Example
Development of the Summer Secondary Houses in Turkey


In the Kusadasi-Davutlar area of Turkey, a coastal strip of 30 km by 750 m has been totally covered by summer houses during the period of 1975 to 1985. These houses are owned by the middle and higher income residents of the larger cities. They provide a temporary relief from the stress of big cities, are regarded as good investment, increasing in value over time and can be used as permanent residence after retirement.

However, this trend has resulted in a severe loss of forests, free space and agricultural land. Growing pressure on the water resources has lead to a shortage of drinking water in many areas and the waste problem is growing. Electricity shortage and cuts have become common in many important tourist areas.

Example
"EL BURRERO" beach, an example for unsustainable coastal erosion management

The project area
El Burrero is a leisure and recreational area not only for this urban centre but also for all the inland urban areas. Furthermore, in summer time, the regular population of 600 to 1000 residents increases to 5000 to 6000 inhabitants.

Before the project took place, El Burrero was a boulder beach and only one third of the beach was sandy. The coastline continues to the south with a series of boulder beaches, rocky platforms, intertidal pools of high importance for biodiversity and the fisheries sector.

The Action
The project aimed to enlarge the sandy beach and make the whole site more attractive for visitors. In order to do so, dikes and a seaside promenade were built and artificial sand nourishment started at some points along ca. 500m of coastline.

The consequences
Facts have proven that the project design was not at all appropriate for the meteorological and oceanographically and biological conditions of this site.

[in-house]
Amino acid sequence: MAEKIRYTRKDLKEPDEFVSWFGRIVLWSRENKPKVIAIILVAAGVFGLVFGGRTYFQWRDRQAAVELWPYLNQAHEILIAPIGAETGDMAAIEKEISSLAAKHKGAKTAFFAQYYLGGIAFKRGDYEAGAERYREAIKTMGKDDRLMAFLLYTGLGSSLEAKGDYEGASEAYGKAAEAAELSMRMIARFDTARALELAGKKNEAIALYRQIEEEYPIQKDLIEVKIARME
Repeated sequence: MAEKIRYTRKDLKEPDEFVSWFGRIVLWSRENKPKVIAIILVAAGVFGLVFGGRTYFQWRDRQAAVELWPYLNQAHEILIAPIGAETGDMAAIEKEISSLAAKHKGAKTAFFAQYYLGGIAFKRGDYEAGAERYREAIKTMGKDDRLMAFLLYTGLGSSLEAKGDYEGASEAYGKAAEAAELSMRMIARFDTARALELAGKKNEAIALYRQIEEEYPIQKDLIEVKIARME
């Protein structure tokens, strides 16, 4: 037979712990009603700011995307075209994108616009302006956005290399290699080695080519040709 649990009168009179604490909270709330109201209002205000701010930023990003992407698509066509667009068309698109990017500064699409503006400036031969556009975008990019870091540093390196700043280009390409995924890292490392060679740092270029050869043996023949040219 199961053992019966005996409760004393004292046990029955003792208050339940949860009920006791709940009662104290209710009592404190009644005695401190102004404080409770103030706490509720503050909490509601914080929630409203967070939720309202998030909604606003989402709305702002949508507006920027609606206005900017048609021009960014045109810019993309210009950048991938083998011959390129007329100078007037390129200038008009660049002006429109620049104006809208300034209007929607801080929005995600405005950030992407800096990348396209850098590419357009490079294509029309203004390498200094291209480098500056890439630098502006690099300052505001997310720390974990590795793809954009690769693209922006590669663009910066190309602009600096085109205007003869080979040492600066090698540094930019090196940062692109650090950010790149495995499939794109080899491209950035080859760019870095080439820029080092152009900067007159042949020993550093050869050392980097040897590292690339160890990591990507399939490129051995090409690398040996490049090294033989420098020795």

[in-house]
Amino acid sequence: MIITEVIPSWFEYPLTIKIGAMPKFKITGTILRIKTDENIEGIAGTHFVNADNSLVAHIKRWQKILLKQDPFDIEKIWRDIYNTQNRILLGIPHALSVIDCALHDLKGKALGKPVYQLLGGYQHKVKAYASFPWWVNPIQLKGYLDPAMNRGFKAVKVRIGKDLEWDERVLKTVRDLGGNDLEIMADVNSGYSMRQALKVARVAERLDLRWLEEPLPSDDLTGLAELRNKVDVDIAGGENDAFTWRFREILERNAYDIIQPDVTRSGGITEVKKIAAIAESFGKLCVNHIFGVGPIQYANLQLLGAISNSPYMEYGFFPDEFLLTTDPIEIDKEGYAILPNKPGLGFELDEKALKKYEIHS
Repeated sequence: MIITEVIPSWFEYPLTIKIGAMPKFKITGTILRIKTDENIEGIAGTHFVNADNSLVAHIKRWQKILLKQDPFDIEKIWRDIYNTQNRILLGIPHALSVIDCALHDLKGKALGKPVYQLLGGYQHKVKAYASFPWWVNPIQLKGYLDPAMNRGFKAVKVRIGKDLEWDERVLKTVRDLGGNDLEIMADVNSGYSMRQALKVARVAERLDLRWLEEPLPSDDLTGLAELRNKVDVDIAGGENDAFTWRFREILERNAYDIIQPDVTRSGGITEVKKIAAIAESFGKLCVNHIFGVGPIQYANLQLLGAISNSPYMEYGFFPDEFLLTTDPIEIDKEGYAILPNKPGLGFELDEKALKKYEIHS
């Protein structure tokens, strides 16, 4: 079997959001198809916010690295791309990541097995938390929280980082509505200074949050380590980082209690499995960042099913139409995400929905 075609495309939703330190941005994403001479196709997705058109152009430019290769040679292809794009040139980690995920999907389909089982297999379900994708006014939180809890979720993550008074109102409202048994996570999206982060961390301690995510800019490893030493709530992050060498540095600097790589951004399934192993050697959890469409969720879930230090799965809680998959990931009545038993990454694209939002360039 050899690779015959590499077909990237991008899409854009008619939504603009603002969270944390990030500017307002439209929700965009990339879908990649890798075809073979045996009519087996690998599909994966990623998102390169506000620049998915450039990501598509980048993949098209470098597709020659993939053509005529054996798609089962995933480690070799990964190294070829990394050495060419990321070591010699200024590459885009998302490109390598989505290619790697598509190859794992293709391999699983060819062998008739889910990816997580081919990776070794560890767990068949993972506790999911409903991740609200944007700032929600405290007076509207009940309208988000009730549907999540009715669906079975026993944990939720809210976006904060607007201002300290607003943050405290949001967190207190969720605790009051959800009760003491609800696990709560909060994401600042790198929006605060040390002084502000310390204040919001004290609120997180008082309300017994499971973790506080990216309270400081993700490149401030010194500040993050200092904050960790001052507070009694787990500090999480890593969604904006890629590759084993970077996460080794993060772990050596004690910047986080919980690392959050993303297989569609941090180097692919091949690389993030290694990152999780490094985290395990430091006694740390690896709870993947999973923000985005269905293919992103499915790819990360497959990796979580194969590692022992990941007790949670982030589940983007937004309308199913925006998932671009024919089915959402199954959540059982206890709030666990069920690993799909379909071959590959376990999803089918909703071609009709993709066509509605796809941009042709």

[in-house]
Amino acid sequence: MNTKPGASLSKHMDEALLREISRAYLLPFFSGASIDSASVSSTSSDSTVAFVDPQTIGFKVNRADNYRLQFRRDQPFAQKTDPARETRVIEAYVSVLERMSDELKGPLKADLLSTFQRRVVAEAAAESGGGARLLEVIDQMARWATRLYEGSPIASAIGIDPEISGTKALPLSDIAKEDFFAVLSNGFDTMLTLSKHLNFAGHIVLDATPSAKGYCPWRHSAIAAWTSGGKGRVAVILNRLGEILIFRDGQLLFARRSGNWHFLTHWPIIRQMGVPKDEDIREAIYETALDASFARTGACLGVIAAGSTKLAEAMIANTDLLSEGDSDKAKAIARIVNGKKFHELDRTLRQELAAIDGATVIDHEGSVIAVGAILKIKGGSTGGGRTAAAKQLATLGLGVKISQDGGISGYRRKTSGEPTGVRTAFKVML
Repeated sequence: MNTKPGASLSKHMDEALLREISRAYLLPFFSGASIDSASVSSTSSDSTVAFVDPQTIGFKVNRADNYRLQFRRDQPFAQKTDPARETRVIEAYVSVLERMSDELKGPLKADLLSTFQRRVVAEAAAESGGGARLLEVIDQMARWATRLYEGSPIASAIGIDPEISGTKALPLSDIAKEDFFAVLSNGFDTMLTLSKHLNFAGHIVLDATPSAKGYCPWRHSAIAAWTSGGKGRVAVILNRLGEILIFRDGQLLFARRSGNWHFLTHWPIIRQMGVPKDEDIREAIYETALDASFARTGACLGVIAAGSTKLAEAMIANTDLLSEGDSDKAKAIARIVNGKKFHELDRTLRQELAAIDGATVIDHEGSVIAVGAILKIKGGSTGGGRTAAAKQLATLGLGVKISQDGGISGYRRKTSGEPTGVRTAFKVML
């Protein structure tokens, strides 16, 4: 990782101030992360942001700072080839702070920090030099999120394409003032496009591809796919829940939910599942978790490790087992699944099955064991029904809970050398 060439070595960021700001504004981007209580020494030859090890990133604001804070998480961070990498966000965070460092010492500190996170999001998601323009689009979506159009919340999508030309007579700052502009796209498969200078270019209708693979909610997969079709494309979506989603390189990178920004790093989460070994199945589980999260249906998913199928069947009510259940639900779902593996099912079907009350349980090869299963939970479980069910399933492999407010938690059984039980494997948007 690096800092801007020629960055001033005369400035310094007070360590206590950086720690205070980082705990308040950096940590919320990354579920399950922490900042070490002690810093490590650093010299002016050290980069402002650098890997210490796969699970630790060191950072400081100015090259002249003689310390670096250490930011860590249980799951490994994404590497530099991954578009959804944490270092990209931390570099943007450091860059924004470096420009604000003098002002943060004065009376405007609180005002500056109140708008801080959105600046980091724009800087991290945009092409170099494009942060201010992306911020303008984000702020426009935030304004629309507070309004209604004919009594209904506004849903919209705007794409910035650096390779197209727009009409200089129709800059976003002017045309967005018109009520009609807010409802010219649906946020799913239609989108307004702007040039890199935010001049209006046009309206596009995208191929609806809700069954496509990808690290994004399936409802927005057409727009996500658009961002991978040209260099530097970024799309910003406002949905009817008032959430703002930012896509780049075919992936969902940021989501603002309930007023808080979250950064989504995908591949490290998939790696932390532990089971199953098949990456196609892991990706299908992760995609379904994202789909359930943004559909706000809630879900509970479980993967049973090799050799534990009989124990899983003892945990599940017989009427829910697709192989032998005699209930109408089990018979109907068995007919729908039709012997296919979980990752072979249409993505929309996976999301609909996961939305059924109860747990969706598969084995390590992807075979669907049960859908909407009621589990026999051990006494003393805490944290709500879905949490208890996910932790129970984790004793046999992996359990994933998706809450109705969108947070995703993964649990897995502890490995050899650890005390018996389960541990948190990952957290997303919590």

• At the northern area, sand accumulated against the walls that separate the beach from the urban centre
  • At the southern area with the promenade, the sand is being dragged by the wind from the wet area to the back of the beach. Due to this process, the sand has already exceeded and accumulated over the promenade wall
  • The consequences of this project over the seabed have also been disastrous. The rocky seabed in this zone had been colonised by a high diversity of mollucs, invertebrates and fish. The changed sand movements due to this project completely buried the rocky substratum causing a drastic decrease to the species diversity and abundance and therefore also damaging the local economy. This negative impact did not affect only the action area but also the rocky seabed southwards this site
  • Also, the natural sand feeding from the sea has importantly decreased because of the construction of the north dyke. This makes it very possible that torrential rains will cause in the future serious damage to the promenade and nearby buildings
  • The works undertaken by this project did not improve the beach conditions, they rather diminished them.

Corrective measures
During the last four years the municipal authorities carried out actions to correct the problems caused by this project. These measures - sand removal, watering the sand and putting up windscreens - did not reach their objective because again they were done without the necessary knowledge of coastal dynamics.

Outlook
During the last year the same State Coastal Authority has been preparing a new project to correct the mistakes of the first one. Meetings are being held with neighbourhood associations, ecologists and municipal authorities with the objective of finding a satisfactory solution for all parties.

Air pollution and noise

Transport by air, road and rail is continuously increasing, along with the rising number of tourists and their greater mobility. Tourism now accounts for more than 60% of air travel and is therefore responsible for an important share of air emissions such as carbon dioxide (CO2). Transport emissions, emissions from energy production use are linked to acid rain, global warming and severe local air pollution.